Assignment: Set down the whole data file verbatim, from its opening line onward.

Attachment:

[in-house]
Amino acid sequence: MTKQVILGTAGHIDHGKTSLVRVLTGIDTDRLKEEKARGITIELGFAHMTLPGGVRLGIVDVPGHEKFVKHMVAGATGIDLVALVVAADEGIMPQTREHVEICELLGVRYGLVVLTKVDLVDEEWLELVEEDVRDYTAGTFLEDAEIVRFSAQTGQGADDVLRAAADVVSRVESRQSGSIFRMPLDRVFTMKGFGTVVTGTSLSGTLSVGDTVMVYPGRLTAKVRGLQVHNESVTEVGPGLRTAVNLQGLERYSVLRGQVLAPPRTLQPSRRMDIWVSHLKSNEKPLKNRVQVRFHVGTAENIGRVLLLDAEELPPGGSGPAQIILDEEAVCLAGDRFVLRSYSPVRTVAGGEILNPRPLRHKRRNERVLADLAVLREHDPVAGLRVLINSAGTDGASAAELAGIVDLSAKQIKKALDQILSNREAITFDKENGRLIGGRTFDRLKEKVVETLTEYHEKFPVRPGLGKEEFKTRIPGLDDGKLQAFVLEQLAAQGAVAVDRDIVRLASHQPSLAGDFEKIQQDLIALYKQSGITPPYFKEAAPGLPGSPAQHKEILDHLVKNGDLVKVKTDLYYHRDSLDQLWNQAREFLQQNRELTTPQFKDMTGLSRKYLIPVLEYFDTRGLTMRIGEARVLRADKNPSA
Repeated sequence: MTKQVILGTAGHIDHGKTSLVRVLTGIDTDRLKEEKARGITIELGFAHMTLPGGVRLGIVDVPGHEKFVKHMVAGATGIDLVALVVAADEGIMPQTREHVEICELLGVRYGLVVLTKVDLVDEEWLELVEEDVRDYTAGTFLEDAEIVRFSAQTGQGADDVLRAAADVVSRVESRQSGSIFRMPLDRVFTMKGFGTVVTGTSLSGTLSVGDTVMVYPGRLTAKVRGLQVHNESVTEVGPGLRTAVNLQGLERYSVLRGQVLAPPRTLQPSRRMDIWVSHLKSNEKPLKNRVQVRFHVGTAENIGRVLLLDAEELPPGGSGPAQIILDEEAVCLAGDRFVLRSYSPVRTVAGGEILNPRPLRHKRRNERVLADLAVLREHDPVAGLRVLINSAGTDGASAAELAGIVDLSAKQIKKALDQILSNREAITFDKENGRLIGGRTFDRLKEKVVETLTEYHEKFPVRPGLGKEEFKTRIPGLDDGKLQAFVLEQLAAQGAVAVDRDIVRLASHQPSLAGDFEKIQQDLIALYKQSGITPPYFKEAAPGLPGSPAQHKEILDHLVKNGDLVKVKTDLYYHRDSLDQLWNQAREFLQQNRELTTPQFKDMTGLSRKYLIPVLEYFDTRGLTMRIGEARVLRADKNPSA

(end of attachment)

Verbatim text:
[in-house]
Amino acid sequence: MTKQVILGTAGHIDHGKTSLVRVLTGIDTDRLKEEKARGITIELGFAHMTLPGGVRLGIVDVPGHEKFVKHMVAGATGIDLVALVVAADEGIMPQTREHVEICELLGVRYGLVVLTKVDLVDEEWLELVEEDVRDYTAGTFLEDAEIVRFSAQTGQGADDVLRAAADVVSRVESRQSGSIFRMPLDRVFTMKGFGTVVTGTSLSGTLSVGDTVMVYPGRLTAKVRGLQVHNESVTEVGPGLRTAVNLQGLERYSVLRGQVLAPPRTLQPSRRMDIWVSHLKSNEKPLKNRVQVRFHVGTAENIGRVLLLDAEELPPGGSGPAQIILDEEAVCLAGDRFVLRSYSPVRTVAGGEILNPRPLRHKRRNERVLADLAVLREHDPVAGLRVLINSAGTDGASAAELAGIVDLSAKQIKKALDQILSNREAITFDKENGRLIGGRTFDRLKEKVVETLTEYHEKFPVRPGLGKEEFKTRIPGLDDGKLQAFVLEQLAAQGAVAVDRDIVRLASHQPSLAGDFEKIQQDLIALYKQSGITPPYFKEAAPGLPGSPAQHKEILDHLVKNGDLVKVKTDLYYHRDSLDQLWNQAREFLQQNRELTTPQFKDMTGLSRKYLIPVLEYFDTRGLTMRIGEARVLRADKNPSA
Repeated sequence: MTKQVILGTAGHIDHGKTSLVRVLTGIDTDRLKEEKARGITIELGFAHMTLPGGVRLGIVDVPGHEKFVKHMVAGATGIDLVALVVAADEGIMPQTREHVEICELLGVRYGLVVLTKVDLVDEEWLELVEEDVRDYTAGTFLEDAEIVRFSAQTGQGADDVLRAAADVVSRVESRQSGSIFRMPLDRVFTMKGFGTVVTGTSLSGTLSVGDTVMVYPGRLTAKVRGLQVHNESVTEVGPGLRTAVNLQGLERYSVLRGQVLAPPRTLQPSRRMDIWVSHLKSNEKPLKNRVQVRFHVGTAENIGRVLLLDAEELPPGGSGPAQIILDEEAVCLAGDRFVLRSYSPVRTVAGGEILNPRPLRHKRRNERVLADLAVLREHDPVAGLRVLINSAGTDGASAAELAGIVDLSAKQIKKALDQILSNREAITFDKENGRLIGGRTFDRLKEKVVETLTEYHEKFPVRPGLGKEEFKTRIPGLDDGKLQAFVLEQLAAQGAVAVDRDIVRLASHQPSLAGDFEKIQQDLIALYKQSGITPPYFKEAAPGLPGSPAQHKEILDHLVKNGDLVKVKTDLYYHRDSLDQLWNQAREFLQQNRELTTPQFKDMTGLSRKYLIPVLEYFDTRGLTMRIGEARVLRADKNPSA